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Shi X.,Peking University | Kang Y.,Beijing Hongtianji Neuroscience Academy | Kang Y.,Beijing Rehabilitation Center | Hu Q.,Peking University | And 9 more authors.
Brain Research | Year: 2010

Trials of neuroprotection in ischemic stroke mainly concern gray matter protection, with little information on white matter damage. Olfactory ensheathing cells (OECs) are capable of providing continuous neurotrophic factor and of promoting growth and remyelination of damaged axons. We evaluated OECs for the repair of white matter after transplantation in middle cerebral artery occlusion (MCAO) rat. OECs were cultured from the olfactory bulbs of adult green fluorescent protein (GFP)-expressing transgenic rats and transplanted into peri-infarct basal ganglia imminently after reperfusion. The mortality, neurological score, and function were record everyday until 56 days. At 24 h and 56 days, the infarction volume, the Luxol-fast blue (LFB) staining, and Neurofilament (NF) immunohistochemistry and Western blot were performed to assess the demyelination and remyelination in white matter. OECs transplantation reduced the infarct volume, decreased mortality, and improved neurological deficits in 56 days after MCAO. LFB marked myelin, NF-positive immunohistochemistry, and Western blot indicated that the remyelination and axon regeneration in OEC transplanted rat were significant. In conclusion, OECs can protect the white matter from ischemic injury, but the potential mechanisms of transplanted OEC-mediated recovery need further studies to identify. © 2009 Elsevier B.V. All rights reserved.


Li Y.,Beijing Hongtianji Neuroscience Academy | Li Y.,Taishan Medical University | Bao J.,Beijing Hongtianji Neuroscience Academy | Bao J.,First Affiliated Hospital of Xin Jiang Medical University Urumqi | And 10 more authors.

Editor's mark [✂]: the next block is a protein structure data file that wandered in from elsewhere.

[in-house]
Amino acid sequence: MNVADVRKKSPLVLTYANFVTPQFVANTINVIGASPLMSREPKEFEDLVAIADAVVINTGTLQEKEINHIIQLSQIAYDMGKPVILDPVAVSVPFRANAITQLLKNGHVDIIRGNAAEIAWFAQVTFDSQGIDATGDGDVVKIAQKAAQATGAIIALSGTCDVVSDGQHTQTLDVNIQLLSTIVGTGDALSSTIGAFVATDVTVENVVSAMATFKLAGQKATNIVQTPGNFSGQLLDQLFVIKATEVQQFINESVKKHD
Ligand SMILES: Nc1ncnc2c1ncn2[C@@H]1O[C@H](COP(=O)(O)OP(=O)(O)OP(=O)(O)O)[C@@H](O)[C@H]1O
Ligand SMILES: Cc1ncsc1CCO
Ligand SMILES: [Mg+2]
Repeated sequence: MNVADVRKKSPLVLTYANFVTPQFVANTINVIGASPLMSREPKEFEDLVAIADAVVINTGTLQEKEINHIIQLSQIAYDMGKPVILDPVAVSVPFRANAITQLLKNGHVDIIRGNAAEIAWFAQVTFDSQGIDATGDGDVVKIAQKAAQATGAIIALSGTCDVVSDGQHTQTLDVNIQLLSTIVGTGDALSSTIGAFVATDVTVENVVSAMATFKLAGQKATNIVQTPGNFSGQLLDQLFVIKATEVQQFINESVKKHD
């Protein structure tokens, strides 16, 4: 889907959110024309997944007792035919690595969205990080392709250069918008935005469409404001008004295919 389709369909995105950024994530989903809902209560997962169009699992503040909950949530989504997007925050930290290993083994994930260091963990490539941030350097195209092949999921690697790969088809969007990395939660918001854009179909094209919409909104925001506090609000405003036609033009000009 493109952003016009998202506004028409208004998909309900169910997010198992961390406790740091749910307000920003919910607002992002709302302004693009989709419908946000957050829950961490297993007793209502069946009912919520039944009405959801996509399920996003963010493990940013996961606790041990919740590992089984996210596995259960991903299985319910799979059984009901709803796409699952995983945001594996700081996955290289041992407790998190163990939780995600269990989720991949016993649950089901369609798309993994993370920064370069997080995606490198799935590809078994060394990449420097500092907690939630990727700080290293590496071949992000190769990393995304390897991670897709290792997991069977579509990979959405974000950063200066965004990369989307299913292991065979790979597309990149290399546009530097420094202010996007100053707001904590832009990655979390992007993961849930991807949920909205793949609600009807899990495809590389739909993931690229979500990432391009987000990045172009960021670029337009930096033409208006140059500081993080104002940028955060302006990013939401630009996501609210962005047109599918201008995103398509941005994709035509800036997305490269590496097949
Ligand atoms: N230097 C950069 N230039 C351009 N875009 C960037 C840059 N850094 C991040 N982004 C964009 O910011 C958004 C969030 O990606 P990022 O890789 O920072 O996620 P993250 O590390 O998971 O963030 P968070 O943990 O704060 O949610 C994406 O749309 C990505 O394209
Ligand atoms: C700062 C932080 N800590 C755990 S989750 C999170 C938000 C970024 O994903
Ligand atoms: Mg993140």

Anatomical Record | Year: 2011

Amyotrophic lateral sclerosis (ALS) is a progressively fatal, incurable, neurodegenerative disorder. In this study, we investigated whether olfactory ensheathing cells (OEC) transplantation could provide protection to motor neurons and enable remyelination in mutant SOD1G93A transgenic rats with ALS. Seventy-two rats were divided into four groups: SOD1G93A rats (n = 20); medium+SOD1G93A rats (n = 20); OECs+SOD1G93A rats (n = 24); and another eight wild-type rats were used as controls. About 5 μL (1 × 105) OECs in DF12 medium was injected into the dorsal funiculus of the thoracic spinal cord at a predetermined depth. Survival analysis revealed a significant increase in the survival time in OEC+SOD1G93A rats. Body weight records and inclined board test showed a significant difference between OEC+SOD1G93A and SOD1G93A from the onset at 7 days to 11 days (P < 0.05). Four weeks following transplantation, motor neuron counts in the ventral horn of the spinal cord noted a significant motor neuron loss in SOD1G93A rats when compared with wild-type rats (P < 0.001), and much less neuronal loss and collapse was noted in OEC+SOD1G93A rats when compared with SOD1G93A rats(P < 0.001); immunohistochemistry and Western blot analysis of choline acetyltransferase supported the motor neuron count. Images of confocal microscope indicated that the transplanted OECs had survived for more than 4 weeks and migrated 4.2 mm through the spinal cord. Evidence of remyelination of transplanted OEC was captured with triple fluorescence labeling of green fluorescent protein, neurofilament, and myelin basic protein and was further confirmed by Western blot analysis of MPB. In conclusion, the transplanted OECs could serve as a source of neuroprotection and remyelination to modify the ALS microenvironment. © 2011 Wiley-Liss, Inc.


Chen L.,Center for Neurorestoratology | Chen L.,Beijing Hongtianji Neuroscience Academy | Chen D.,Beijing Hongtianji Neuroscience Academy | Xi H.,Center for Neurorestoratology | And 14 more authors.
Cell Transplantation | Year: 2012